She sat down on the bench across from him. “You know, until I started this job, going inside all the factories along the river, I never thought much about where all those things come from that we use every day. Like water fountains. Or portable heaters. I deliver to them, too. There’s all kinds of interesting businesses around here. Now whenever I drink from a fountain or turn on my heater or make toast I think of these places.”

George snorted and looked up from his sandwich. “What do you think of when you pee?” he asked. “They make toilets across the river.”

“I don’t deliver to them. What do you think of when you pee?”

He grinned. “You got me.”

She stayed until his lunch break was over, and before he went back up the steps of the loading dock she gave him her phone number.

The first time he called her they met for a drink at a bar near her apartment. The bar was attached to a Greek restaurant; you could look out the doorway of the bar into the hall where the cash register for the restaurant stood. George had suggested the place, saying that they could have a drink, then go into the other room for dinner. She wore a dress that he thought looked all wrong on her, made everything seem too serious. He kept looking around the bar to see if anyone was looking at her. After a couple of beers he relaxed, and when he realized that she was keeping up with him in beers, this made him feel better.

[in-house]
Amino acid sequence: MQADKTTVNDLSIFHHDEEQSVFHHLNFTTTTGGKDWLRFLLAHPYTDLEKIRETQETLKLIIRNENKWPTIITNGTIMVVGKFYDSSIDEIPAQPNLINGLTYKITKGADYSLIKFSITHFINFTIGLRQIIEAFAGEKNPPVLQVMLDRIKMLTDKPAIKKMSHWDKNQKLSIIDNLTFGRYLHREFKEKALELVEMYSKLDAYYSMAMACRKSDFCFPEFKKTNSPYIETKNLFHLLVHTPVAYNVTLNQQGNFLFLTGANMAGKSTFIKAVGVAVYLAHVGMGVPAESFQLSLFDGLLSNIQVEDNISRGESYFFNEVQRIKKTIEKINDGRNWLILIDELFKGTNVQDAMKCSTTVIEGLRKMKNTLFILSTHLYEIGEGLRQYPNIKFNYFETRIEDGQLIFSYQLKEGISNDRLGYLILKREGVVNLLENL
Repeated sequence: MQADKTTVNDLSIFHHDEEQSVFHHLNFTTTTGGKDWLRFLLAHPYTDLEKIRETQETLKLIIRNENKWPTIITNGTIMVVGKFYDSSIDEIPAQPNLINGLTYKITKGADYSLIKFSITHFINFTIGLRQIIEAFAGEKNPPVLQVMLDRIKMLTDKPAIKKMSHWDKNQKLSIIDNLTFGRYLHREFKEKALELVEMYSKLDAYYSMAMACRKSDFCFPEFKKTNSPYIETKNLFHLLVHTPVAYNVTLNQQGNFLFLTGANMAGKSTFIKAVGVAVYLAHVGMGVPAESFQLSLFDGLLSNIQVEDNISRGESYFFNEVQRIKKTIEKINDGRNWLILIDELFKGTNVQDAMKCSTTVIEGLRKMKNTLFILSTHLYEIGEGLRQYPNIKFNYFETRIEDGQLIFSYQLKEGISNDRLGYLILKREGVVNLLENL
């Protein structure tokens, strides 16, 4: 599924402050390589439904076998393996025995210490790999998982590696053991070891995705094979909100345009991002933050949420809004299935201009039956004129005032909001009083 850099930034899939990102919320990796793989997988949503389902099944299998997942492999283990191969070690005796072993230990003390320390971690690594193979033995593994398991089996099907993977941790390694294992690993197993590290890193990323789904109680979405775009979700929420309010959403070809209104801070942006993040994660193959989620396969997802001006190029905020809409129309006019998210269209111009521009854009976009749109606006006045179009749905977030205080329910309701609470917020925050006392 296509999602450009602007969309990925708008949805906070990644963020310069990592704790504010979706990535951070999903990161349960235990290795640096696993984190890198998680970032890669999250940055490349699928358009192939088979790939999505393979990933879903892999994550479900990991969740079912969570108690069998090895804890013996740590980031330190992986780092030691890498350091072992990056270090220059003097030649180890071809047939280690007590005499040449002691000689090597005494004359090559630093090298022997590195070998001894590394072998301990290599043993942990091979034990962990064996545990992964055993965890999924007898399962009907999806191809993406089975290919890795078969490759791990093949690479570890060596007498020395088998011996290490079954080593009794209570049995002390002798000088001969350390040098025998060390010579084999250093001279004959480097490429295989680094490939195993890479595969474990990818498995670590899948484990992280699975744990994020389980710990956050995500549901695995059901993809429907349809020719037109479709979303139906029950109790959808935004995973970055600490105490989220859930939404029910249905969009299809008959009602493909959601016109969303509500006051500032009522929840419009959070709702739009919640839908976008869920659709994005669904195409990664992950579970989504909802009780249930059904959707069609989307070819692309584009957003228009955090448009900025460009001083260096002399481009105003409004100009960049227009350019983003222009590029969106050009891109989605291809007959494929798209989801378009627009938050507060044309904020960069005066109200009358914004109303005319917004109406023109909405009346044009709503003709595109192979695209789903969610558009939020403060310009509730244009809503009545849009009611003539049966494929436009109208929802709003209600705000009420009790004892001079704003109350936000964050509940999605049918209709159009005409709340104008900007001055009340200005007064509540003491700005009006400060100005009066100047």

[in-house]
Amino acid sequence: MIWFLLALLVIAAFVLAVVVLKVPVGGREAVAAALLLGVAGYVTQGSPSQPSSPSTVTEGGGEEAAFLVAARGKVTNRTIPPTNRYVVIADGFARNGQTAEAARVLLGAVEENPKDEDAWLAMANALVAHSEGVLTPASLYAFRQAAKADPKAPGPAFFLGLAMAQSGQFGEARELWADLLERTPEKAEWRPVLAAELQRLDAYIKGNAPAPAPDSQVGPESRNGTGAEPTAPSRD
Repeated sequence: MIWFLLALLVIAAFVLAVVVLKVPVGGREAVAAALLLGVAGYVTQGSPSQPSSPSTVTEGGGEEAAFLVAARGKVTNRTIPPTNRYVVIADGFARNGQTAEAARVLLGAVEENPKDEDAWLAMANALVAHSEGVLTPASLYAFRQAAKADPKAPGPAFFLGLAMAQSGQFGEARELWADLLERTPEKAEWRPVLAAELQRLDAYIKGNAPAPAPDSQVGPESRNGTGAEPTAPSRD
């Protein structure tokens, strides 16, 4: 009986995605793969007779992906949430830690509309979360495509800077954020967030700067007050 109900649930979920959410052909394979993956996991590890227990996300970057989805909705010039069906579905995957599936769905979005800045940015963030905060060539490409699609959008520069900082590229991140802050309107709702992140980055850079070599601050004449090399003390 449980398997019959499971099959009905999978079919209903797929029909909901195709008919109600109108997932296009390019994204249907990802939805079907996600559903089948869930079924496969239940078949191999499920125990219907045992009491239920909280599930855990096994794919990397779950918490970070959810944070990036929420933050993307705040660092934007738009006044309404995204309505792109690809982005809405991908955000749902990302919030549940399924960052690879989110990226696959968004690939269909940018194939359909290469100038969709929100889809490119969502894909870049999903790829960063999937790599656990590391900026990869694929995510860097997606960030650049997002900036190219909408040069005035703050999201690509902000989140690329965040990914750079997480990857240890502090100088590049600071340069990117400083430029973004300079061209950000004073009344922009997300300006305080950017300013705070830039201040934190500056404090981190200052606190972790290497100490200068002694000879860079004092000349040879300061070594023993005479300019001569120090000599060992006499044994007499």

“Would you like another?” he asked, after she had tipped back the last drops of her second one.

“I’d like a drink,” she answered, “something different.”

He ordered a Seabreeze for her and another beer for himself. “I’m a beer man, always have been. I don’t go for those fancy drinks. Once in a while I’ll have a shot of something, some tequila, maybe, for variety. But I like beer.” She watched him take a drink from his bottle, and smiled when he looked at her. “You’re being awful damn quiet,” he said.

“I’m a quiet drunk,” she said, and they both laughed.

Neither one of them remembered that they’d come to have dinner, and when George found that he was down to his last five-dollar bill he suggested they go to her house for a nightcap. They stood up and moved through the bar, past the hostess stand for the restaurant, and into the parking lot. George was weaving noticeably, and when Leslie offered to take her car he just nodded and moved to the passenger door.